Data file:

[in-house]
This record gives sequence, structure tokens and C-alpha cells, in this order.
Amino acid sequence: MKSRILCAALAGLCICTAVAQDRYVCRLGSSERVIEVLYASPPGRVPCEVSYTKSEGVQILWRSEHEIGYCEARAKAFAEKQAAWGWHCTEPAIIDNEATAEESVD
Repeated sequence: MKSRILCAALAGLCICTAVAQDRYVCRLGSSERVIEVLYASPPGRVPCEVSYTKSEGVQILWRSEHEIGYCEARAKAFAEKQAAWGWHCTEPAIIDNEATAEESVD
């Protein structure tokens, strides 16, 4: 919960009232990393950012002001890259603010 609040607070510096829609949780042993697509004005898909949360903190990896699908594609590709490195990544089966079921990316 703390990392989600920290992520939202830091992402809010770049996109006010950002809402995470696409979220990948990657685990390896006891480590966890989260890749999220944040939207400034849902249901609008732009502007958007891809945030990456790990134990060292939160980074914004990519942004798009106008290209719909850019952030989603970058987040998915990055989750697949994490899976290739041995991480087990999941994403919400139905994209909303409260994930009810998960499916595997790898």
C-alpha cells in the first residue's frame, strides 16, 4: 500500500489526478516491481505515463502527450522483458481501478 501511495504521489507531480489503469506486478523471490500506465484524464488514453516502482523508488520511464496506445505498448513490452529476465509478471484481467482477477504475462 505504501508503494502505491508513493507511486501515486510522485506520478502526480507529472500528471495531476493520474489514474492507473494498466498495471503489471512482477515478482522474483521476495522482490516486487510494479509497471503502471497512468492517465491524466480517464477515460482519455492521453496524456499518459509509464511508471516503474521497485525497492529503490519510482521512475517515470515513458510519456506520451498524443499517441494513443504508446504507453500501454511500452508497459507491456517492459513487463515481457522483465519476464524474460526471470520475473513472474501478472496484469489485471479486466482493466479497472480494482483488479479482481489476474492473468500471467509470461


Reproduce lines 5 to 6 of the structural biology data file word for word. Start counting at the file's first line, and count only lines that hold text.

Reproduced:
């Protein structure tokens, strides 16, 4: 919960009232990393950012002001890259603010 609040607070510096829609949780042993697509004005898909949360903190990896699908594609590709490195990544089966079921990316 703390990392989600920290992520939202830091992402809010770049996109006010950002809402995470696409979220990948990657685990390896006891480590966890989260890749999220944040939207400034849902249901609008732009502007958007891809945030990456790990134990060292939160980074914004990519942004798009106008290209719909850019952030989603970058987040998915990055989750697949994490899976290739041995991480087990999941994403919400139905994209909303409260994930009810998960499916595997790898």
C-alpha cells in the first residue's frame, strides 16, 4: 500500500489526478516491481505515463502527450522483458481501478 501511495504521489507531480489503469506486478523471490500506465484524464488514453516502482523508488520511464496506445505498448513490452529476465509478471484481467482477477504475462 505504501508503494502505491508513493507511486501515486510522485506520478502526480507529472500528471495531476493520474489514474492507473494498466498495471503489471512482477515478482522474483521476495522482490516486487510494479509497471503502471497512468492517465491524466480517464477515460482519455492521453496524456499518459509509464511508471516503474521497485525497492529503490519510482521512475517515470515513458510519456506520451498524443499517441494513443504508446504507453500501454511500452508497459507491456517492459513487463515481457522483465519476464524474460526471470520475473513472474501478472496484469489485471479486466482493466479497472480494482483488479479482481489476474492473468500471467509470461